Figures out last week reveal, quite sharply, just how investors abandoned US sharemarkets in August in favour of bonds, helping drive yields down to multi-year highs in the US in particular.
The so-called perfect storm of rising trade tensions with China, geopolitical uncertainty in the Middle East and weak US and European economic data badly damaged investor sentiment in August, triggering a stampede out of share funds and into bond funds at a record-setting rate.
According to US financial consultancy, TrimTabs, the disparity between equity fund outflows and bond fund inflows was the largest on record. Trim Tabs has been tracking these flows for 13 years – going back to 2006.
According to Trim Tabs data, equity exchange-traded funds and mutual funds saw outflows of $US52 billion in August, versus $US29 billion of bond-fund inflows, for a total difference of $US81 billion.
The next largest divergence occurred in October 2013, when there was an inflow to equity funds of $US51.5 billion and an outflow from bonds of $US19.2 billion, a difference of $US70.7 billion.
On net, TrimTabs data shows investors pulled $US5.8 billion from Exchange Traded Funds (ETFs) in August, pushing year-to-date inflows down to $US147.9 billion, 15% less than the $US173.7 billion at the end of August 2018.
Equities were hit hard by outflows – nearly $US22 billion left US and international equity ETFs while fixed income ETFs picked up almost $US12 billion, and $US3.8 billion headed for commodity ETFs (gold being the main attraction, followed by silver).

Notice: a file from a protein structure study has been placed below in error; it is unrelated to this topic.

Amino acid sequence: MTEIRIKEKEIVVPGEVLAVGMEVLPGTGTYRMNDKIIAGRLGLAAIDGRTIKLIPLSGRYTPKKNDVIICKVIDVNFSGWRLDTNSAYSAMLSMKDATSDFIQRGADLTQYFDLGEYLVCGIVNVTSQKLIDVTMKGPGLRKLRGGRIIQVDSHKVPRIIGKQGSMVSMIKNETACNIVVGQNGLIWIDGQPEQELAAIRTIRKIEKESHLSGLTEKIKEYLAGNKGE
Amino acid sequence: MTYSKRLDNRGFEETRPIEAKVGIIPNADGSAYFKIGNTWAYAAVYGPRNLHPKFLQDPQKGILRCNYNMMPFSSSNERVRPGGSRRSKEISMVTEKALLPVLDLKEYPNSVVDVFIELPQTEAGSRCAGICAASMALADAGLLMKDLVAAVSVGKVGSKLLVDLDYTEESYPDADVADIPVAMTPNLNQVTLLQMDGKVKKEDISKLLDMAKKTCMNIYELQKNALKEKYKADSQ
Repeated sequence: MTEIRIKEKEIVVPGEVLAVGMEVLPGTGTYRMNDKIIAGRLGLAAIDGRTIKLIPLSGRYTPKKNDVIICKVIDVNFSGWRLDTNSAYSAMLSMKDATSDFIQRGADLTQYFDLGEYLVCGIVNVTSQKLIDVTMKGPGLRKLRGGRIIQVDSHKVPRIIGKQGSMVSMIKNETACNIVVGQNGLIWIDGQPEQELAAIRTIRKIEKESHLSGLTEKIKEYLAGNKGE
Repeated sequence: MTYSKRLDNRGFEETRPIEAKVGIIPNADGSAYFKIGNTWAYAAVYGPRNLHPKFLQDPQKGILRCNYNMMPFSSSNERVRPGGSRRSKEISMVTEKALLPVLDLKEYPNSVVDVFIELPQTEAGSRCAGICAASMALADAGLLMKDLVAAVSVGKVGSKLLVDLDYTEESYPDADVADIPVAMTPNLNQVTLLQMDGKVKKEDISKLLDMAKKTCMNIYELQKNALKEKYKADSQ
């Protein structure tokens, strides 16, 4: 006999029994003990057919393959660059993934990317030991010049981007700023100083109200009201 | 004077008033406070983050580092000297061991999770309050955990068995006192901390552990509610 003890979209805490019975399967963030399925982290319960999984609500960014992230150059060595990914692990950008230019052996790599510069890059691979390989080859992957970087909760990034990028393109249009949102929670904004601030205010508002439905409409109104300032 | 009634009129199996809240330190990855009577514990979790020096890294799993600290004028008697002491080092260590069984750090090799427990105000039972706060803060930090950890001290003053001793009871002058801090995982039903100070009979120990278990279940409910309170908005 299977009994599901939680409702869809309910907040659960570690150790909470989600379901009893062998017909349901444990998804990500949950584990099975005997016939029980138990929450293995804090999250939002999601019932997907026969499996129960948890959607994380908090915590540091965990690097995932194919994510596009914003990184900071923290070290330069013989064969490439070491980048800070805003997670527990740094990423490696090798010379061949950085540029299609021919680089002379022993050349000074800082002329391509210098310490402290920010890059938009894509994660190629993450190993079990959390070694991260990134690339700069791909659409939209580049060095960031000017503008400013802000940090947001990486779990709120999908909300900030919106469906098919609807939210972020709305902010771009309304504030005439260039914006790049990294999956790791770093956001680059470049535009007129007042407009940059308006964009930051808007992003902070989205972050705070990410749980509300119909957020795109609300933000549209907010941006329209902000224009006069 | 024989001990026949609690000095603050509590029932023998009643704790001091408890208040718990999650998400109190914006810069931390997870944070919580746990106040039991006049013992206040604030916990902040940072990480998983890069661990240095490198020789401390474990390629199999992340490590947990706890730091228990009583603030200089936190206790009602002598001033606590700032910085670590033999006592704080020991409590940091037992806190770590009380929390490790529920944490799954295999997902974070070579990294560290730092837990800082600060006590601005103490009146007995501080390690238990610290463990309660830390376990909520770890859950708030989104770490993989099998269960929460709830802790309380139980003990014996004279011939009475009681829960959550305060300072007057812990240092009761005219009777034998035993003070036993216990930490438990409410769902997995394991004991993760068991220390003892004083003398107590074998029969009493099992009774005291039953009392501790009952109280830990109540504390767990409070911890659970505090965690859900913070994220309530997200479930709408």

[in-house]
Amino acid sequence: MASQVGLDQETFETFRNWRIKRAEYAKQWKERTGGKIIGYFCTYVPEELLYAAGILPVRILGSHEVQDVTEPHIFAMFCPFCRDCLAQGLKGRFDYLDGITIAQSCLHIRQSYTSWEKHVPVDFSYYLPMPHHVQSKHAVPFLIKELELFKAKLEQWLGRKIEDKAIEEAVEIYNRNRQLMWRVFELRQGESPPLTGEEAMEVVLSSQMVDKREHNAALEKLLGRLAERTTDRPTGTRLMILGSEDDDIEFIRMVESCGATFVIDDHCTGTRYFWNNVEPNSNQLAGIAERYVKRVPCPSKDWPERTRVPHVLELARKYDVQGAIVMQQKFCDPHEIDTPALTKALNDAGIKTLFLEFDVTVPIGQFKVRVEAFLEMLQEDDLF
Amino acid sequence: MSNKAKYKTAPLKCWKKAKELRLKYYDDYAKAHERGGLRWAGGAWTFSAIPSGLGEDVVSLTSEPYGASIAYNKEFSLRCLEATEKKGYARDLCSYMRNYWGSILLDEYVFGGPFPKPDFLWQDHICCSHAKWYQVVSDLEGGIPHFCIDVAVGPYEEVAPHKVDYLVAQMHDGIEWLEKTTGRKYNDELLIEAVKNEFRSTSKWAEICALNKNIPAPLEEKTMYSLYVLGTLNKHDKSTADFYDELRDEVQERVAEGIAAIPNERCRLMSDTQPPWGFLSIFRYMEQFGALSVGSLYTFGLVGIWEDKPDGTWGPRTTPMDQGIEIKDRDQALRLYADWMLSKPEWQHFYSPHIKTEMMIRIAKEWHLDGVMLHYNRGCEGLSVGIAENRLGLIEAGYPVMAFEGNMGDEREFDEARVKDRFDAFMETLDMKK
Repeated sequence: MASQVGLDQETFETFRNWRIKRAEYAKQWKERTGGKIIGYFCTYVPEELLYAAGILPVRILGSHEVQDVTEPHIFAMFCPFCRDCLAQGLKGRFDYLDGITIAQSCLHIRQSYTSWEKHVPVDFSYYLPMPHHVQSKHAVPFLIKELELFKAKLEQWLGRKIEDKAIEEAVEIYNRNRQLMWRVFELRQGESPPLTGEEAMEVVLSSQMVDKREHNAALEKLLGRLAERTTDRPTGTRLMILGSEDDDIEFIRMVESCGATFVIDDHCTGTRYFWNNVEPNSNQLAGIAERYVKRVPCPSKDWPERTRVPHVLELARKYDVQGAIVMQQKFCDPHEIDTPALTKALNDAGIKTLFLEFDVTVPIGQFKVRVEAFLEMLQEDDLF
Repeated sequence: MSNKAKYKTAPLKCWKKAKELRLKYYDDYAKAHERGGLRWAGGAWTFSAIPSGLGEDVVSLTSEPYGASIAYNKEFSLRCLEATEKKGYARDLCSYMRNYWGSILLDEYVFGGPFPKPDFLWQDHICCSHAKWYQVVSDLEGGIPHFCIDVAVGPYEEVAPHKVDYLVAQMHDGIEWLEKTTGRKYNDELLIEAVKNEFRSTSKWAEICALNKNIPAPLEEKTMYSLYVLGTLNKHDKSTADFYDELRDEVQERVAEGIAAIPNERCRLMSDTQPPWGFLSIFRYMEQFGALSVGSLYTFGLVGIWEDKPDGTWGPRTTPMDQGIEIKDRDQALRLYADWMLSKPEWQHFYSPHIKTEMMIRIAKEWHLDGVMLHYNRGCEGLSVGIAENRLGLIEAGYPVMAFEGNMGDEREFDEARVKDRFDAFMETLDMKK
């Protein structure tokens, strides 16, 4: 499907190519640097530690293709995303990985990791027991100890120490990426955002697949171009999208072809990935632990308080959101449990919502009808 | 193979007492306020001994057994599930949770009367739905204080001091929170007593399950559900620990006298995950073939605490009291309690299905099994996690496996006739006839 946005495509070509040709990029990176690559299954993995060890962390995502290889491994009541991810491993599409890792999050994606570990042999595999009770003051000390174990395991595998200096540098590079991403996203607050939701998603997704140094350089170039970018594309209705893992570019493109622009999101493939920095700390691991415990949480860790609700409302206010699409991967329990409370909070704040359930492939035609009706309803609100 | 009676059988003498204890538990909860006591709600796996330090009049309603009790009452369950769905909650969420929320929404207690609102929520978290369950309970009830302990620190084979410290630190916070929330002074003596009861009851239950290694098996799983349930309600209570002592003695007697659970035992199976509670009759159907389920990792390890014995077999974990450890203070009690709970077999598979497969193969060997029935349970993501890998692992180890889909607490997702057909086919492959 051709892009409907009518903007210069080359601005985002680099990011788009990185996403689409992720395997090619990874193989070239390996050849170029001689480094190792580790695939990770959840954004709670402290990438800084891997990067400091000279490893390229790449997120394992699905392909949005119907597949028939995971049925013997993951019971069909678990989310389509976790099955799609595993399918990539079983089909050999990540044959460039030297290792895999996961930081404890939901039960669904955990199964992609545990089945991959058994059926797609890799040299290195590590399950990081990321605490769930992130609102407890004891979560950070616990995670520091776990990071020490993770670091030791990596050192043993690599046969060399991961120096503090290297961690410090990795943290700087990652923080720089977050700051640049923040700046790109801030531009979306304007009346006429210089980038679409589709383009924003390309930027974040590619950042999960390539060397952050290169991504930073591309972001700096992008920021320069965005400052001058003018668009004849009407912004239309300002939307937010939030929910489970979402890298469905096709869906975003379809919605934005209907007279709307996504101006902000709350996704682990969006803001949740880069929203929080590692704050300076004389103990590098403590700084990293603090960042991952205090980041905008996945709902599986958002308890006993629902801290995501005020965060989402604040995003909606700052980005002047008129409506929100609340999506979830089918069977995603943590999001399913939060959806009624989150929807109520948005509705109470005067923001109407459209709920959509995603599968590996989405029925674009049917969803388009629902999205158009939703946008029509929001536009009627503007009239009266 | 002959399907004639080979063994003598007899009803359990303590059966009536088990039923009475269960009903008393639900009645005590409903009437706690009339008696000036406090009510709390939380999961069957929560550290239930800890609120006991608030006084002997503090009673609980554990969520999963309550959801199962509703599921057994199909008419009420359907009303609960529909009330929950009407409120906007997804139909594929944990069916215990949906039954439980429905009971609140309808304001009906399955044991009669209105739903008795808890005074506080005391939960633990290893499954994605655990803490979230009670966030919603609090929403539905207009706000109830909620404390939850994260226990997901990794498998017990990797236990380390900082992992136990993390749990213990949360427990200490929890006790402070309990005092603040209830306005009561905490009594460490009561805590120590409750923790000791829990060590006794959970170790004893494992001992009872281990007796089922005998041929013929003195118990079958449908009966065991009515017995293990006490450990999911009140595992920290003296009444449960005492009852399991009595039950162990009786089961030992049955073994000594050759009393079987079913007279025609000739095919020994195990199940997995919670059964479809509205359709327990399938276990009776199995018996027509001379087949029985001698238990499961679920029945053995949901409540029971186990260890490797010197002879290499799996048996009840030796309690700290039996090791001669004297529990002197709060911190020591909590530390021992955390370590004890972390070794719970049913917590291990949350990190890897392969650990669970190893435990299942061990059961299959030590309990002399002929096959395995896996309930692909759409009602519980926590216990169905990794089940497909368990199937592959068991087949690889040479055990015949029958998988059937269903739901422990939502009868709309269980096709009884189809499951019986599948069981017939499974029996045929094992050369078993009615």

The Dow lost 1.7% in August, the S&P 500 fell 1.8% and Nasdaq dropped 2.8%.
But since the start of September, the trend has been up – last week the Dow rose 1.5%, while the S&P 500 and Nasdaq both rose 1.8%
But despite that, outflows from equity funds continues.
According to data from EPFR Global and the Bank of America investors pulled $US8.4 billion from equity exchange-traded funds and mutual funds in the week to last Thursday, September 4.
At the same time, they shoved more than $US11 billion into bond funds, though some analysts wonder if the fairly solid jobs report for August and the growing belief the Fed will cut rates next week, will change sentiment.
But the bearishness of fund investors has seen Bank of America’s bull and bear indicator flashing a strong, contrarian buy signal. “We are bullish,” wrote Michael Hartnett, chief investment strategist at Bank of America in a Friday note to clients.
He pointed out that since 2000, when the Bank of America bull and bear indicator flashed “buy” signals, the median performance for global stocks was a rise of 6.3% over the subsequent three months, while the 10-year U.S. Treasury yield typically rose by 50 basis points.
“We say the S&P 500 index and the MSCI All Country World index will retest all-time highs,” Harnett wrote, according to a report in marketwatch.com.
Another rate cut from the Fed and signs of progress on Trump’s trade war with China could give sentiment a major boost in coming weeks, but Brexit remains a big unknown, especially in Europe.